Clark County Fire Department’s emergency response teams saw little growth in the eight years after the Great Recession.
That changed in 2016, when a team of six paramedics and EMTs were added to man an ambulance around-the-clock at its fire station at Oquendo Road and Decatur Boulevard.
Clark County Commissioners continued that trend on Tuesday, approving six new fire department positions to create a similar team stationed nearby in the southwestern Las Vegas Valley, bringing the department’s emergency response roster up to 650 employees.
“That part of town has seen exceptional growth and is projected for even more exceptional growth in the next couple years so we’re trying to get ahead of the curve as much as we can,” Fire Chief Greg Cassell said. “The fire engine will be available for calls more because it won’t be on as many medical calls. Response times will go down and you’ll get better service.”
The fire department positions were among 94 commissioners approved Tuesday. Job listings and application information will be posted at governmentjobs.com/careers/clarkcounty.
The new workers are expected to cost the county about $7.8 million over the next year. Funding will come from the general fund and from revenue-generating departments.
The positions span multiple departments and include attorneys, construction workers and corrections officers. Commissioners said they were pleased with the addition of code enforcement officers to crack down on illegal short-term rentals and squatters living in abandoned homes.
“It’s definitely something much needed in our mature areas of Clark County,” Commissioner Lawrence Weekly said. “It’s taken years to really move forward in terms of our code enforcement issues here, so I think it’s going to make a tremendous difference.”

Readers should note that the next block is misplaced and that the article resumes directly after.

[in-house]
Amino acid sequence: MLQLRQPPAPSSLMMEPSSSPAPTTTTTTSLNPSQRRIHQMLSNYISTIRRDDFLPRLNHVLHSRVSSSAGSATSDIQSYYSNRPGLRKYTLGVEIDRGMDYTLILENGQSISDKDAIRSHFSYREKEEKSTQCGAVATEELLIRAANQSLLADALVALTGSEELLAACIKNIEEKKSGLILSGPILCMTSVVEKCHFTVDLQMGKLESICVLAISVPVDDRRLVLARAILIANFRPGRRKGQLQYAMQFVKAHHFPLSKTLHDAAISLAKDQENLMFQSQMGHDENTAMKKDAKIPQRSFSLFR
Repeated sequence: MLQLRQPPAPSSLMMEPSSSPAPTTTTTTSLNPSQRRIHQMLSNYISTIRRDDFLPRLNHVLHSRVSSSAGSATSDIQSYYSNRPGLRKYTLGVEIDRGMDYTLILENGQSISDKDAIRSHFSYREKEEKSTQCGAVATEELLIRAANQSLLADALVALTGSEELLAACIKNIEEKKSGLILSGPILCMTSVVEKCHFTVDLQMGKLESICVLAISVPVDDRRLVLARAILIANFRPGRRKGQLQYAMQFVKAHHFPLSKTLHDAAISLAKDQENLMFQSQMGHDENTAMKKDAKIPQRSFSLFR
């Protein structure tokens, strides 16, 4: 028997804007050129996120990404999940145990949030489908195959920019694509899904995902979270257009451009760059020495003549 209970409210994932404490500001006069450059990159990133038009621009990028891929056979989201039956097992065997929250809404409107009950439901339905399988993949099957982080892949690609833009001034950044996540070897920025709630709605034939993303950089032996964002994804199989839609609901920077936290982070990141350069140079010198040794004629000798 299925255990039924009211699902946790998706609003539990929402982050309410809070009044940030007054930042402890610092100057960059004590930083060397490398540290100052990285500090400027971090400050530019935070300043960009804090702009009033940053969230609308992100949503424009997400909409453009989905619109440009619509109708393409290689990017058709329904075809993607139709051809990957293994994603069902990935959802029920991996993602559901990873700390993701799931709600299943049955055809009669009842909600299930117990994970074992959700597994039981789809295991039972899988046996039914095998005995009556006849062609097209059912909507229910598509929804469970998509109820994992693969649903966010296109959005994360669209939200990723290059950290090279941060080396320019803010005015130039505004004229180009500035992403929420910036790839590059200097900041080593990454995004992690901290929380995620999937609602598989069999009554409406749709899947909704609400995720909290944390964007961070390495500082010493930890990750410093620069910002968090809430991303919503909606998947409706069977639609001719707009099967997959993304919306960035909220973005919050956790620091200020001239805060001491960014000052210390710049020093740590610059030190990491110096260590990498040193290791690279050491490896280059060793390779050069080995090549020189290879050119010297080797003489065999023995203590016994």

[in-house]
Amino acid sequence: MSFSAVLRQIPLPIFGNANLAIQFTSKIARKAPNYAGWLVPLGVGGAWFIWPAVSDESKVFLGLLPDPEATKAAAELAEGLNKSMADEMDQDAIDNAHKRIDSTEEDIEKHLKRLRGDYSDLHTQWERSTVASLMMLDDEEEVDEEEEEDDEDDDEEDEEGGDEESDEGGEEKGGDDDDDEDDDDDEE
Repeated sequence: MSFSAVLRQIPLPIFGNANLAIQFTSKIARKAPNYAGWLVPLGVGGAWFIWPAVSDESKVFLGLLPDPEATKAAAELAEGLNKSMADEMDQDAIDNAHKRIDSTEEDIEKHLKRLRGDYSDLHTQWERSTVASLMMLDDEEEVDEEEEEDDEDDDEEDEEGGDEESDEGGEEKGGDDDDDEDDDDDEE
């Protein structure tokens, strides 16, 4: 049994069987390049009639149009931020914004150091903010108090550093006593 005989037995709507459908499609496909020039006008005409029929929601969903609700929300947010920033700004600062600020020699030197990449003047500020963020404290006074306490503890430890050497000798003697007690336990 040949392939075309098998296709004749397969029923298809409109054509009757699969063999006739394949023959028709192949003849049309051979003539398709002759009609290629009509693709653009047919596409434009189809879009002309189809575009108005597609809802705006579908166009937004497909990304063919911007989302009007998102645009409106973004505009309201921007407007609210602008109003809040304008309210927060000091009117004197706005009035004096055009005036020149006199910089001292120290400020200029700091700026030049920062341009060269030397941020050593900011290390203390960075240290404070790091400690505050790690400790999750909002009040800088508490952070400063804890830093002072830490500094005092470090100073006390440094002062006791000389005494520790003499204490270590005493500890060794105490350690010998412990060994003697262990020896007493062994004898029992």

Although commissioners were pleased with the new additions, they recognized that the county is still working to overcome cuts from the recession.
“We’re doing (hiring) in the building department and public works in order to get some of these projects going,” Commission Chairman Steve Sisolak said. “But we’ve got nothing going in comprehensive planning, and there’s just as big a backlog there.”
Staff requested 193 new positions this year, but the general fund was only able to provide for 43. Clark County Manager Yolanda King said that’s been par for the course for the past three years.
“We know the funding we have available does not nearly touch the needs of all the departments,” King said. “My thought is we have to be smart about how we grow, and particularly being smart in taking a look at what are the highest priorities for the county in how we provide services and who we provide services to.”
Commissioner Larry Brown said the county needed to start seeking more public-private partnerships to bridge the gaps.
“The county can’t do it all by itself,” he said.
Contact Michael Scott Davidson at firstname.lastname@example.org or 702-477-3861. Follow @davidsonlvrj on Twitter.